Parashat Bamidbar: "And His Banner Over Me Was Love" (Shir Ha-shirim 2:4)
by Rav Itamar Eldar
Yeshivat Har Etzion
"And his banner over me was love" (Shir ha-Shirim 2:4)
The book of Bamidbar opens with the ordering of the Israelite camp in anticipation of their journey into the wilderness.
The organization takes place on various levels, the central one being the division of tribes and banners:
And the Lord spoke to Moshe and to Aharon, saying. Every man of the children of Israel shall pitch by his own banner, with the ensigns of their father's house; far off about the Tent of Meeting shall they pitch. (Bamidbar 2:1-2)
The division according to banners, so it seems, is not merely a technical division that establishes the place of each tribe within a particular camp that of Yehuda, Re'uven, Efrayim or Dan but also symbolic. The banner is the symbol of each tribe, the symbol that is hoisted above it and testifies to the character and essence of that tribe.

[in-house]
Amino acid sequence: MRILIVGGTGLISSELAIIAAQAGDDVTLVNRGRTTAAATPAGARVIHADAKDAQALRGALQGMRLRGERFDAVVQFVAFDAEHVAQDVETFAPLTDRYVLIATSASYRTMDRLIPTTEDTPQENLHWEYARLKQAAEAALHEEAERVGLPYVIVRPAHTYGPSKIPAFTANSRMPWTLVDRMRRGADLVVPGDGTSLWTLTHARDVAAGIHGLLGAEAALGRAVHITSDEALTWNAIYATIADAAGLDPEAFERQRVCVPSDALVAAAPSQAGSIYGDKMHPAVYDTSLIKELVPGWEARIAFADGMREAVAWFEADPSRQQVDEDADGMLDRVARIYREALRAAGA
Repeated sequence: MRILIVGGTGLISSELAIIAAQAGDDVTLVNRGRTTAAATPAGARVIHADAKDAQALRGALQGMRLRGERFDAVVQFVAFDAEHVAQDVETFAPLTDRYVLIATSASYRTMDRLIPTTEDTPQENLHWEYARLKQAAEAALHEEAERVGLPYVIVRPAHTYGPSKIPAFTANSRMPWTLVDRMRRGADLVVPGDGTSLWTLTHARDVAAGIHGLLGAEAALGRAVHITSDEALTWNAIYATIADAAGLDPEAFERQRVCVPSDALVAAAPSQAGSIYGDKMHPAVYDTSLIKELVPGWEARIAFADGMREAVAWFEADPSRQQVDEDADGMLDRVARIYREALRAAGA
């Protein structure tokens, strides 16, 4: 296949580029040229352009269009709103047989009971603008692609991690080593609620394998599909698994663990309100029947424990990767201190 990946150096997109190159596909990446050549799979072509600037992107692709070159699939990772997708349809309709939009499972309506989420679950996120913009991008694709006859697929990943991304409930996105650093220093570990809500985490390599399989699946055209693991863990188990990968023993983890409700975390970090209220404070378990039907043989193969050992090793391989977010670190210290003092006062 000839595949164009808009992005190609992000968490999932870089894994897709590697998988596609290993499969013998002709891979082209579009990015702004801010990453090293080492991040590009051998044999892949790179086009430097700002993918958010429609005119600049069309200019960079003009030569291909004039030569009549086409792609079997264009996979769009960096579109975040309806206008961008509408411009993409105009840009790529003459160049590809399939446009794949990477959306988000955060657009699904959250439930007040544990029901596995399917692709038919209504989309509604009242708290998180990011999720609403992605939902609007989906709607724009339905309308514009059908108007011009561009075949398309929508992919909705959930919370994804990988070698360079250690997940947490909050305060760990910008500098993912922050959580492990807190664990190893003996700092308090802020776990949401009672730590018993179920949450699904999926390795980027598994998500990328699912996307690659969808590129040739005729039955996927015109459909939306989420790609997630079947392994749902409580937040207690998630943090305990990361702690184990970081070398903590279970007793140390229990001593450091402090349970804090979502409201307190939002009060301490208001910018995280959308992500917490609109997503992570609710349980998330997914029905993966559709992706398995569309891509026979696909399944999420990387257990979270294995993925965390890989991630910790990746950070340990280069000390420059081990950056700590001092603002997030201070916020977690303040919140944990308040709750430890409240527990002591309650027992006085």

Chassidic thought, in the footsteps of Chazal, tried to reach a more profound understanding of the issue of the banners, and provide it with a dimension that goes beyond the merely functional.
unity in plurality
R. Kalonymus of Cracow, disciple of the Seer of Lublin, tried to focus on the tension between the unity of Israel, as expressed in: "And they set forward, and they camped, and they arrived: When they came to Mount Sinai they all camped opposite the mountain with a single heart and a single mind," and the plurality rising from "Every man of the children of Israel shall pitch by his own banner."